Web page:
The picture was found by David Evans of Shrewsbury while clearing the house of Welshpool's Myfanwy Morris after her death.
As a young Miss 'Van' Jones she had served in the wartime ATS – Auxiliary Territorial Service – and seems to have struck up a particular friendship with one of the airmen.
And in trying to find out more about the photo she had kept for all those years David had a clue, as names were written on the back – bomb aimer Jock Doyle, then an unknown man, navigator Johnny, pilot Don, and last but not least, rear gunner Sammy.
That was enough for Rob, a researcher who has set up a massive Bomber Command database, to do some digging to see if he could come up with a match.
With such sparse information, and with the common use of nicknames among service personnel, Rob is making no claims to have solved the riddle.
"I can only find a very loose match for the names in the photo," he said.
"There are hundreds of other possibilities and with the source information so thin I can't identify them. I'd comment that the airman on the right is an officer and they are wearing battledress, but not dressed for immediate flying."
He says the best he can come up with is the crew of a Halifax bomber of 432 Squadron, which was a Royal Canadian Air Force squadron, based at East Moor airfield, near York. Intriguingly, Van served in York during her wartime ATS service.
The bomber took off on its fateful last mission on April 27, 1944, tasked with bombing railway yards at Montzen.
The crew that night was pilot, Pilot Officer H H Whaley; flight engineer, Sergeant A C Phillips; navigator, Flying Officer John Woollatt Burrows; bomb aimer, Flight Sergeant K J Doyle; wireless operator, Pilot Officer D C MacDonald; mid-upper gunner, Pilot Officer D A McCoy; and rear gunner, Pilot Officer Paul Edward Driver.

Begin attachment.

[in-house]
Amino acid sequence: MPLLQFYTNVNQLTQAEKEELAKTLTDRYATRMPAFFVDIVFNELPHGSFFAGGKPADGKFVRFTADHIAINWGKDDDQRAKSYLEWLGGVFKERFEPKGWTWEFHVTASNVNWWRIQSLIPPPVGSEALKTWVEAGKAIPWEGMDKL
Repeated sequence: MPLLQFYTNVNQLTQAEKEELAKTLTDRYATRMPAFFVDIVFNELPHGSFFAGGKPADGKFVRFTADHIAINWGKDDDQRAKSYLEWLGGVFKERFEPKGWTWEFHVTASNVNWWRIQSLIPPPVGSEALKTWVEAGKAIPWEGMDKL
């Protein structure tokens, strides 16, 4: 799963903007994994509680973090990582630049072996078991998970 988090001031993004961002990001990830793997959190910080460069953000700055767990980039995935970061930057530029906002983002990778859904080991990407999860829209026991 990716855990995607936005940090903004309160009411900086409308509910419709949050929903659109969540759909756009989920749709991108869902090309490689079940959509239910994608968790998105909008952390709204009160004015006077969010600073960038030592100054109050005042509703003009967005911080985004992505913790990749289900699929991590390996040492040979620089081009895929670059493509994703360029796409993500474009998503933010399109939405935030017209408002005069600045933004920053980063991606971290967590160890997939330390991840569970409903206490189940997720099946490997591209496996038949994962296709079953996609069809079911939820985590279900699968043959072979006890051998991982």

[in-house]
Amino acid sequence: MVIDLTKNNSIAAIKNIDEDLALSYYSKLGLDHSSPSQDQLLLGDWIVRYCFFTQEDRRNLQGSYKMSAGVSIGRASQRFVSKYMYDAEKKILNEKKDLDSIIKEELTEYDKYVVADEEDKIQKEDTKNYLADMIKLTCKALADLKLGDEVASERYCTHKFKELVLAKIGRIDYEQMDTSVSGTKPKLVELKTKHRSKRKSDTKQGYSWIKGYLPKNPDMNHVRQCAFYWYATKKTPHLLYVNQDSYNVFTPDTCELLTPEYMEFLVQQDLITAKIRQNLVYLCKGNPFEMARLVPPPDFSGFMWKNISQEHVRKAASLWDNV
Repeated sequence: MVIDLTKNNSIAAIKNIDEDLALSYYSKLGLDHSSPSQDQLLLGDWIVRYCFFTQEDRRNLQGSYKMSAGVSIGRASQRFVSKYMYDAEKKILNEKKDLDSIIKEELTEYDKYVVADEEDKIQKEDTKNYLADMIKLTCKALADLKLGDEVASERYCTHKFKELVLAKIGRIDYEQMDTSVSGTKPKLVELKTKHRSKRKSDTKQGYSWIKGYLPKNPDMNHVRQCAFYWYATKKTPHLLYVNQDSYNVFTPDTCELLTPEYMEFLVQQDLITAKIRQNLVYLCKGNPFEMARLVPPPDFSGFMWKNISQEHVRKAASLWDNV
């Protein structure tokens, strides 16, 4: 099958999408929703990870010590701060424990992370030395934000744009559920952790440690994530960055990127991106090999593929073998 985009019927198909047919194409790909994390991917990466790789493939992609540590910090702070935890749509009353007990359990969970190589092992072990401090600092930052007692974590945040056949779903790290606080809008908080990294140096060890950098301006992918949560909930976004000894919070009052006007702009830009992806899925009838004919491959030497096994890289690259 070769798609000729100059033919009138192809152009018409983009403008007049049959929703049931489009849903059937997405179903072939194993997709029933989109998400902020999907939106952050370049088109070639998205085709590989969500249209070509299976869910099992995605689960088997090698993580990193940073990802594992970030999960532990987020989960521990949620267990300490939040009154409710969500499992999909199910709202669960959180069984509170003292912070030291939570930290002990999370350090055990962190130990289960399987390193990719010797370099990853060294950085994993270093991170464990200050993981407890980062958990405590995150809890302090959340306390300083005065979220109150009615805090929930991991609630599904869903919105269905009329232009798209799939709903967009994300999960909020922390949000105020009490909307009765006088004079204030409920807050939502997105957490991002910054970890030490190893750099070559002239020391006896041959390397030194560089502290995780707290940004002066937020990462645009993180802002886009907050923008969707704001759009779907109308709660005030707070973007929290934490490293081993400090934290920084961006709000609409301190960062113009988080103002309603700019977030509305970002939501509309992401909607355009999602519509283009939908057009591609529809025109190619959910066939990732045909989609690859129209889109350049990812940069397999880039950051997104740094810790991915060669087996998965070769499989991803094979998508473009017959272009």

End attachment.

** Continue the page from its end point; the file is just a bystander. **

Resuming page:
The bomber crashed not far from Liege and if the bomb aimer Flight Sergeant K J Doyle is the same Jock Doyle in Van's photograph, the good news is that he evaded capture, along with three other crew members.
The navigator and rear gunner were killed, and the flight engineer was taken prisoner.
However, the mystery remains unresolved, as there are things that don't sit well with Van's picture, which only shows five aircrew, whereas Halifaxes and Lancasters had a normal crew of seven.
Rob said: "Five airmen and one as a rear-gunner suggests a Wellington or Whitley bomber. And I can't see any 'Canada' flashes on the upper shoulders of the battledress, and East Moor – I've done an 'overnight' in the watch office (control tower) there – only operated Halifaxes."
He says the picture might, then, show a crew at an operational training unit, before they acquired a flight engineer and second air gunner.
Incidentally David Evans' connection with Van, whom he refers to as his mother or stepmother, is that she married the cousin who brought David up after his father died when he was aged two.